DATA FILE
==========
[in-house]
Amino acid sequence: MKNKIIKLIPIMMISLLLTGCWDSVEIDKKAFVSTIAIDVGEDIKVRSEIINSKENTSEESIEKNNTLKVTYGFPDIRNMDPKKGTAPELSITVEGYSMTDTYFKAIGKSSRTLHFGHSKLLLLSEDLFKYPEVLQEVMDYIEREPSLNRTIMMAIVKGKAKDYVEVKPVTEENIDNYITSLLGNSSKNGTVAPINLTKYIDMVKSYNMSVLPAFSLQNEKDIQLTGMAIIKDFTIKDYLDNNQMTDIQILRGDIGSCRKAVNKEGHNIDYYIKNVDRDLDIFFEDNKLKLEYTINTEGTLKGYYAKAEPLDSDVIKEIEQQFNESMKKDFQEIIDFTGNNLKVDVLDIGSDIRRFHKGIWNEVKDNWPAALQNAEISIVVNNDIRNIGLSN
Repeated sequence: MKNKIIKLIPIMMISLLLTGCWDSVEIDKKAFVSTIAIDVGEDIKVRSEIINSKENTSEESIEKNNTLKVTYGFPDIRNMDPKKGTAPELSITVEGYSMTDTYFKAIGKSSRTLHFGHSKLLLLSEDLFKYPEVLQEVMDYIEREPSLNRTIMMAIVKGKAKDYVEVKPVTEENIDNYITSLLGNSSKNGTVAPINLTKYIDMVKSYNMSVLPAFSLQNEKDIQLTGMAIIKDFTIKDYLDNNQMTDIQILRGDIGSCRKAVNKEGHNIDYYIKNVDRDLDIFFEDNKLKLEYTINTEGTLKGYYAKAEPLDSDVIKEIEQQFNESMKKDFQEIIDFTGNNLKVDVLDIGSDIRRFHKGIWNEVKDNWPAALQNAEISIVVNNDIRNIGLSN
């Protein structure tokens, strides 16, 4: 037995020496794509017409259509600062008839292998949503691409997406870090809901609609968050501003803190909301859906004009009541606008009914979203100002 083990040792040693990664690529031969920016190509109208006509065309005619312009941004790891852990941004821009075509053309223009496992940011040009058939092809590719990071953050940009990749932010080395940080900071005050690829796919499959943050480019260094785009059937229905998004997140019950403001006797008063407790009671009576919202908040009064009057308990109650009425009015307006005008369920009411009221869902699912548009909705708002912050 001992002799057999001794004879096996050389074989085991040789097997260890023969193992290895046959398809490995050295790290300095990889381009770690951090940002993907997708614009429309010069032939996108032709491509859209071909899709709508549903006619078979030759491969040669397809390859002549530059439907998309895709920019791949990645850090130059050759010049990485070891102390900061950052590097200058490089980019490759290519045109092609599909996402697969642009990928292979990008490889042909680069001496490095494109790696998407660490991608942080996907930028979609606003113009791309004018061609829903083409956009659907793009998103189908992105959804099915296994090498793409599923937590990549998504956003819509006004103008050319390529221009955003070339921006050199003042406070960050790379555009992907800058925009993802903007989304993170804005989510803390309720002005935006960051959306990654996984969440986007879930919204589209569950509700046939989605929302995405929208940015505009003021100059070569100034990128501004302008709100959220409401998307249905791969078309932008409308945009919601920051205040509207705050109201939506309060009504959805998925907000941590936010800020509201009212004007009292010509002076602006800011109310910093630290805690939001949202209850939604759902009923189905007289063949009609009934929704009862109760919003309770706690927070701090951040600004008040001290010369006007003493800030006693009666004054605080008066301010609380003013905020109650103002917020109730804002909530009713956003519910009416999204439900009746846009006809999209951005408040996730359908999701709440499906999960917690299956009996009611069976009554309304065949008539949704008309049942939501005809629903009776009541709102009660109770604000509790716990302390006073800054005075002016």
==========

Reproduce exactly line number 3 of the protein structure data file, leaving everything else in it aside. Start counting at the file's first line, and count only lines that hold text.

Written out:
Repeated sequence: MKNKIIKLIPIMMISLLLTGCWDSVEIDKKAFVSTIAIDVGEDIKVRSEIINSKENTSEESIEKNNTLKVTYGFPDIRNMDPKKGTAPELSITVEGYSMTDTYFKAIGKSSRTLHFGHSKLLLLSEDLFKYPEVLQEVMDYIEREPSLNRTIMMAIVKGKAKDYVEVKPVTEENIDNYITSLLGNSSKNGTVAPINLTKYIDMVKSYNMSVLPAFSLQNEKDIQLTGMAIIKDFTIKDYLDNNQMTDIQILRGDIGSCRKAVNKEGHNIDYYIKNVDRDLDIFFEDNKLKLEYTINTEGTLKGYYAKAEPLDSDVIKEIEQQFNESMKKDFQEIIDFTGNNLKVDVLDIGSDIRRFHKGIWNEVKDNWPAALQNAEISIVVNNDIRNIGLSN